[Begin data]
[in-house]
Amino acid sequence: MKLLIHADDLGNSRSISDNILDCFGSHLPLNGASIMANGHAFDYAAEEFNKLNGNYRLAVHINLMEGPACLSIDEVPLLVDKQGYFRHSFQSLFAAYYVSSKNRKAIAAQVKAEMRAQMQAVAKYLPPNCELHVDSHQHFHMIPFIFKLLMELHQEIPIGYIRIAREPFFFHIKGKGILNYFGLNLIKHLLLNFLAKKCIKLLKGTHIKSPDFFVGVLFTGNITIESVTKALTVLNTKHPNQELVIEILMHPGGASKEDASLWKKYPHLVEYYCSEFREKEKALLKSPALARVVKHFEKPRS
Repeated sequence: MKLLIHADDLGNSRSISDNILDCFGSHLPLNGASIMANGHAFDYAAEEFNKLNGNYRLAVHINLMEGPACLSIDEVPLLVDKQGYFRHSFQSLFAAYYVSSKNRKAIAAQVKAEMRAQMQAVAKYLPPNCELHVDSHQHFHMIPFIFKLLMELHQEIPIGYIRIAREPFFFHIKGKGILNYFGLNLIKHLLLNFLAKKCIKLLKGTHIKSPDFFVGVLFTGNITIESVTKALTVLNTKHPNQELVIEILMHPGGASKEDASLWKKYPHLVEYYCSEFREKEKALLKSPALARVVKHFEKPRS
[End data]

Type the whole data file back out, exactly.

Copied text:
[in-house]
Amino acid sequence: MKLLIHADDLGNSRSISDNILDCFGSHLPLNGASIMANGHAFDYAAEEFNKLNGNYRLAVHINLMEGPACLSIDEVPLLVDKQGYFRHSFQSLFAAYYVSSKNRKAIAAQVKAEMRAQMQAVAKYLPPNCELHVDSHQHFHMIPFIFKLLMELHQEIPIGYIRIAREPFFFHIKGKGILNYFGLNLIKHLLLNFLAKKCIKLLKGTHIKSPDFFVGVLFTGNITIESVTKALTVLNTKHPNQELVIEILMHPGGASKEDASLWKKYPHLVEYYCSEFREKEKALLKSPALARVVKHFEKPRS
Repeated sequence: MKLLIHADDLGNSRSISDNILDCFGSHLPLNGASIMANGHAFDYAAEEFNKLNGNYRLAVHINLMEGPACLSIDEVPLLVDKQGYFRHSFQSLFAAYYVSSKNRKAIAAQVKAEMRAQMQAVAKYLPPNCELHVDSHQHFHMIPFIFKLLMELHQEIPIGYIRIAREPFFFHIKGKGILNYFGLNLIKHLLLNFLAKKCIKLLKGTHIKSPDFFVGVLFTGNITIESVTKALTVLNTKHPNQELVIEILMHPGGASKEDASLWKKYPHLVEYYCSEFREKEKALLKSPALARVVKHFEKPRS